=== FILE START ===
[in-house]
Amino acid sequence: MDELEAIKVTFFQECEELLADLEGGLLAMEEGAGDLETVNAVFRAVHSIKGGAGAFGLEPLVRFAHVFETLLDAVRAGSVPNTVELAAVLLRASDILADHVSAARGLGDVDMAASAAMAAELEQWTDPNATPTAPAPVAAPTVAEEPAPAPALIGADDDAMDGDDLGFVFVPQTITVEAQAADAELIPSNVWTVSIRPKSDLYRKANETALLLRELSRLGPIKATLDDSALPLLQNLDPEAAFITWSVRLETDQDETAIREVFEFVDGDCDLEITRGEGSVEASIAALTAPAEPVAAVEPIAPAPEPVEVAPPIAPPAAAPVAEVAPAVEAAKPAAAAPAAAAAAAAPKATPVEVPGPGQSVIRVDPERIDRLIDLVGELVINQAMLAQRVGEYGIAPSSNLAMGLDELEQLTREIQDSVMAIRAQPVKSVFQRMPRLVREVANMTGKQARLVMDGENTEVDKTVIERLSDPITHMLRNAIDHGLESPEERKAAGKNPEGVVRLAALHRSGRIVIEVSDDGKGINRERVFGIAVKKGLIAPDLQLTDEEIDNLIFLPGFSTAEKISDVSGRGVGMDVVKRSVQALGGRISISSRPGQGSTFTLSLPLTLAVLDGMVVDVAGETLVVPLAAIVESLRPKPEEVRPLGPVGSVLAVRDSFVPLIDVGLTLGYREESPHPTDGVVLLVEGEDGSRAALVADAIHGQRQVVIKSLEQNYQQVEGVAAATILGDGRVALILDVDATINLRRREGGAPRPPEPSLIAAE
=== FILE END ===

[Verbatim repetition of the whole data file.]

[in-house]
Amino acid sequence: MDELEAIKVTFFQECEELLADLEGGLLAMEEGAGDLETVNAVFRAVHSIKGGAGAFGLEPLVRFAHVFETLLDAVRAGSVPNTVELAAVLLRASDILADHVSAARGLGDVDMAASAAMAAELEQWTDPNATPTAPAPVAAPTVAEEPAPAPALIGADDDAMDGDDLGFVFVPQTITVEAQAADAELIPSNVWTVSIRPKSDLYRKANETALLLRELSRLGPIKATLDDSALPLLQNLDPEAAFITWSVRLETDQDETAIREVFEFVDGDCDLEITRGEGSVEASIAALTAPAEPVAAVEPIAPAPEPVEVAPPIAPPAAAPVAEVAPAVEAAKPAAAAPAAAAAAAAPKATPVEVPGPGQSVIRVDPERIDRLIDLVGELVINQAMLAQRVGEYGIAPSSNLAMGLDELEQLTREIQDSVMAIRAQPVKSVFQRMPRLVREVANMTGKQARLVMDGENTEVDKTVIERLSDPITHMLRNAIDHGLESPEERKAAGKNPEGVVRLAALHRSGRIVIEVSDDGKGINRERVFGIAVKKGLIAPDLQLTDEEIDNLIFLPGFSTAEKISDVSGRGVGMDVVKRSVQALGGRISISSRPGQGSTFTLSLPLTLAVLDGMVVDVAGETLVVPLAAIVESLRPKPEEVRPLGPVGSVLAVRDSFVPLIDVGLTLGYREESPHPTDGVVLLVEGEDGSRAALVADAIHGQRQVVIKSLEQNYQQVEGVAAATILGDGRVALILDVDATINLRRREGGAPRPPEPSLIAAE